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Lakeside Heritage Trail
13. Methodist Episcopal Chapel
238 Maple Avenue
Ladies Aid Society Hall circa 1930
Heritage Hall Museum 2022
In 1875, The Danbury Township Methodist Episcopal congregation chose to move from their previous location on Route 163 and build a chapel within the grounds of Lakeside. The congregation was motivated by a desire to become part of the growing Lakeside community. The Lakeside Company, which was promoting construction of cottages and businesses, offered the church an opportunity to grow their church in the heart of the new resort. The Methodist Episcopal congregation sold the Route 163 chapel for $300, and applied the money toward the new wood-framed chapel in Lakeside, which was completed in January of 1876 at a cost of $925.
With more people choosing to make Lakeside a permanent year-round residence, the congregation quickly outgrew the small building. A 12’ extension was added circa 1892 on the west end of the chapel. The Methodist congregation continued to grow beyond what the Lakeside Chapel could accommodate, and the decision was made to purchase the Good Templar’s building at the corner of Central Ave. and 5th St. (where the Lakeside United Methodist Church stands today).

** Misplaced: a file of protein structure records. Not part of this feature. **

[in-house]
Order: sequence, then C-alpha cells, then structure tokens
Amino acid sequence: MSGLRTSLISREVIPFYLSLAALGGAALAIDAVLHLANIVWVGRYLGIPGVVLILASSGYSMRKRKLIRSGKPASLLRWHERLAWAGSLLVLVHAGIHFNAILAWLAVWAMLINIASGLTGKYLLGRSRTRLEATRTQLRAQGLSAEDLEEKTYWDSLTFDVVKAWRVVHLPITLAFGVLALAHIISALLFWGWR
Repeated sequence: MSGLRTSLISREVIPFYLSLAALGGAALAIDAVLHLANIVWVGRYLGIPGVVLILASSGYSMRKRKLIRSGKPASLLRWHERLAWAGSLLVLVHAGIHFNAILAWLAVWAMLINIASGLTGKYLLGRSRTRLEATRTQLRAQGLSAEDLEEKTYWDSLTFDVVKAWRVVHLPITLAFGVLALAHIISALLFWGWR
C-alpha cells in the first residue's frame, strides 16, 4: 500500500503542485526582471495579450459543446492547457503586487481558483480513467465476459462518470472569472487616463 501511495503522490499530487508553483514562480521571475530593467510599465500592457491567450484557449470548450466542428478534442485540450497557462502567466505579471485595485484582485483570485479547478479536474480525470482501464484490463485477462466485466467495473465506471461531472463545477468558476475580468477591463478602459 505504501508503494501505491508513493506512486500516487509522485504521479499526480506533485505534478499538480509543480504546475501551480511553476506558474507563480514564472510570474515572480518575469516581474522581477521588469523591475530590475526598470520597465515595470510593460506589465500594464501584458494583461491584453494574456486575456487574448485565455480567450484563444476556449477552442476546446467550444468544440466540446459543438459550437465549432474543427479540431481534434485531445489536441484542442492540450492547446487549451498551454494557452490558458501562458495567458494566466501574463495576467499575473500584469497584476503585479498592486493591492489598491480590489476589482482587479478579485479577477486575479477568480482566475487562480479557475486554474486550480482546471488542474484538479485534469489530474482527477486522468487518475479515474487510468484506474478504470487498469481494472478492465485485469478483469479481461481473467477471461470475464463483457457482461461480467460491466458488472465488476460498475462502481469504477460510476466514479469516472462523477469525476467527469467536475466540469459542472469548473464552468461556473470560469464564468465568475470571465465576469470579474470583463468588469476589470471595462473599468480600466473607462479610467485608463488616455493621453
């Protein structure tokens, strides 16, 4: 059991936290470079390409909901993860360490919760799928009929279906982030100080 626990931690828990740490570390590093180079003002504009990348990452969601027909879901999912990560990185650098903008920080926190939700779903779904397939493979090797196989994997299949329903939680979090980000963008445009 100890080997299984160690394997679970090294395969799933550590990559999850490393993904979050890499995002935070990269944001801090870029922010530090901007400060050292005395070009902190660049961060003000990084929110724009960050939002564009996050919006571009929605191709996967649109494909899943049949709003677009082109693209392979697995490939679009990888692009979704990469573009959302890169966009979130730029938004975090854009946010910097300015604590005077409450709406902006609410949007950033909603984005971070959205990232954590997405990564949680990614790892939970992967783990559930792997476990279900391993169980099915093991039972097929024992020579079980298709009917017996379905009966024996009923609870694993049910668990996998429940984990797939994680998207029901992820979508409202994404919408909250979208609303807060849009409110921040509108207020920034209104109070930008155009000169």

The Lakeside Chapel then was transformed into the Ladies Aid Society Hall (L.A.S. Hall) in 1900, where it was home to church dinners, Sunday School classes, clubs and other programs. The chapel was sold to the Lakeside Association in 1952 and renamed Fellowship Hall, a place for mixed-use activities throughout Lakeside’s summer season.
By 1968, the 93-year-old building had deteriorated significantly. Spurred by the possibility of the chapel’s razing, a group of community members formed the Lakeside Heritage Club to purchase the historic building from the Lakeside Association with the understanding that it would come a museum.
The building’s current bell tower was installed in 2012, as a replica of the original bell tower that was a part of the old chapel from 1875 to 1900. This replaced another “designed-from-scratch” tower installed in 1969 by the Lakeside Heritage Club. Photographs of the original chapel were used to construct a bell tower more accurate to the time period of its original construction.
The Lakeside Chapel continues to be operated by the Lakeside Heritage Society, a nonprofit organization whose mission is to preserve, promote and advance the history of Lakeside, the Marblehead Peninsula and the Chautauqua Movement in America. The building is home to the Heritage Hall Museum, where visitors can enjoy a variety of local history exhibits and treasure hunts.